And make me your Secretary of Education . . .
I can't say that I care for all of Luckovich's satire, but this political cartoon made me laugh out loud. Chiastically speaking, I'm not one of Sarah Palin's detractors, but I don't think that she's qualified to take over as president for McCain if the need should arise. David Brooks put it well:
Sarah Palin has many virtues. If you wanted someone to destroy a corrupt establishment, she'd be your woman. But the constructive act of governance is another matter. She has not been engaged in national issues, does not have a repertoire of historic patterns and, like President Bush, she seems to compensate for her lack of experience with brashness and excessive decisiveness.As Brooks says, "Experience matters" (International Herald Tribune, September 16, 2008). One might also want to check out Charles Krauthammer's article, "Palin's Problem" (Washington Post, September 5, 2008), for he makes a similar case that Palin lacks experience, which undermines McCain's strategy agains Obama:
McCain's strategy: Make this a referendum on Obama, surely the least experienced, least qualified, least prepared presidential nominee in living memory.My sense is that Palin gave McCain a boost in the polls, but some of that will fade, perhaps for the reason given by George Will in his recent article, "McCain's Closing Argument" (Washington Post, September 18, 2008):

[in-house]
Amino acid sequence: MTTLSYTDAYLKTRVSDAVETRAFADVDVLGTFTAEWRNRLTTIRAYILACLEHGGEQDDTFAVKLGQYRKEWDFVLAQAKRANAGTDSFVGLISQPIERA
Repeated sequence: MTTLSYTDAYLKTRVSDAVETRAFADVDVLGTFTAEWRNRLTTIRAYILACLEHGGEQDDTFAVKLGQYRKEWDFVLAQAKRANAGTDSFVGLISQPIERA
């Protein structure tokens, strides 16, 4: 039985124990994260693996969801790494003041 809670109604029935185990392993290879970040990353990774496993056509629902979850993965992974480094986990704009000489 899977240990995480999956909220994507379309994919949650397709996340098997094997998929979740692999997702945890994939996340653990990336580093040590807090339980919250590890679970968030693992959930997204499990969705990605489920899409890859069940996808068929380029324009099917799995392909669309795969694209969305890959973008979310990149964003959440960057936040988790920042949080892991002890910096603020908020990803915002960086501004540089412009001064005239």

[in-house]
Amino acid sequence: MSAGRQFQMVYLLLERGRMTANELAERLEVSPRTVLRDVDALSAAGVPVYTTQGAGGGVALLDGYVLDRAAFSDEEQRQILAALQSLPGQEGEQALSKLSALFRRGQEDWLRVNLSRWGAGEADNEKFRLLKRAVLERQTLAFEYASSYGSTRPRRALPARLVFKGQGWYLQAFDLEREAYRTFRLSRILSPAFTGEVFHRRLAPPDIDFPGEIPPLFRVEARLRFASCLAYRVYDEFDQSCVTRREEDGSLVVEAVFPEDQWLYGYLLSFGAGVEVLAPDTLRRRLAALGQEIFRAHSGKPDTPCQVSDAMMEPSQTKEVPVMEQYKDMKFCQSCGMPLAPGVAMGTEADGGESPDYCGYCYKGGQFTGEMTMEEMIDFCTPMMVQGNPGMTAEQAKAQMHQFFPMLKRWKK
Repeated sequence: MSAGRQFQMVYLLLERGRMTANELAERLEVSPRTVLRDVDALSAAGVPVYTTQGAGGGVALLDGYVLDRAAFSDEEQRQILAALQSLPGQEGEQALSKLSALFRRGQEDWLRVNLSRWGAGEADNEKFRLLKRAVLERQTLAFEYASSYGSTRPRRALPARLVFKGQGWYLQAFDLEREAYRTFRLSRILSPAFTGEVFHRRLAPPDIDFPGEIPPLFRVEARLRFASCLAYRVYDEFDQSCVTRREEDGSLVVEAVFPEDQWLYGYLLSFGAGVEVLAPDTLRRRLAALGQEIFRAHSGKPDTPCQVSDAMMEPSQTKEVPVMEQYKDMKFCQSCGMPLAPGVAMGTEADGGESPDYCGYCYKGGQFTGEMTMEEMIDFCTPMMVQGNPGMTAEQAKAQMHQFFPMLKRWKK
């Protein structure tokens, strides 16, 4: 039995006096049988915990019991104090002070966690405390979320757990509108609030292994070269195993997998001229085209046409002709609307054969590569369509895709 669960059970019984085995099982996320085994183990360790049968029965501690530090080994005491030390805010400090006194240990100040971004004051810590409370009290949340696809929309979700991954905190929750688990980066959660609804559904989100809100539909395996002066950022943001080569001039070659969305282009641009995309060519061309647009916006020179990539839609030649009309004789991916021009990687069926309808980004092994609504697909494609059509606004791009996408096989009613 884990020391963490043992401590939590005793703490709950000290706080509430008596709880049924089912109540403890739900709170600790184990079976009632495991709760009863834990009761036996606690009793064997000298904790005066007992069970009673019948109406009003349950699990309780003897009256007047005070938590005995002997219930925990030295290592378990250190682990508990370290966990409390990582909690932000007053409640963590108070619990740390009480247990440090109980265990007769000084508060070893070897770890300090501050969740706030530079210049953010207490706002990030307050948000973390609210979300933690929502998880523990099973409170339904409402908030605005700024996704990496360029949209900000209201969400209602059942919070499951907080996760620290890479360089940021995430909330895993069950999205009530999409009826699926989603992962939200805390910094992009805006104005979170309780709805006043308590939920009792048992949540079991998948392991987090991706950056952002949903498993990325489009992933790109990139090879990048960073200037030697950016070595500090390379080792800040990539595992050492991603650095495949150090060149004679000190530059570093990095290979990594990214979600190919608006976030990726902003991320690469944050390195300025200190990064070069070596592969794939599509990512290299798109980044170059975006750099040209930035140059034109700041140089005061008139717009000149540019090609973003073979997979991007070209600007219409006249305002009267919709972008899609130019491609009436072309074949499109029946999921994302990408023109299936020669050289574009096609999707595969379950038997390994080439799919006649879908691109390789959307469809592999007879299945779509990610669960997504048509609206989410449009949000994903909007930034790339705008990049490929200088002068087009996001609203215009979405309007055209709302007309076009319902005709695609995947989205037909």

Palin fatally undermines this entire line of attack. This is through no fault of her own. It is simply a function of her rookie status. The vice president's only constitutional duty of any significance is to become president at a moment's notice. Palin is not ready. Nor is Obama. But with Palin, the case against Obama evaporates.
Palin is as bracing as an Arctic breeze and delightfully elicits the condescension of liberals whose enthusiasm for everyday middle-class Americans cannot survive an encounter with one. But the country's romance with her will, as romances do, cool somewhat, and even before November some new fad might distract a nation that loves "American Idol" for the metronomic regularity with which it discovers genius in persons hitherto unsuspected of it.But should this romance fail to fade, we'd better hope that Palin is gifted in accumulating years of experience faster than anyone we've ever known.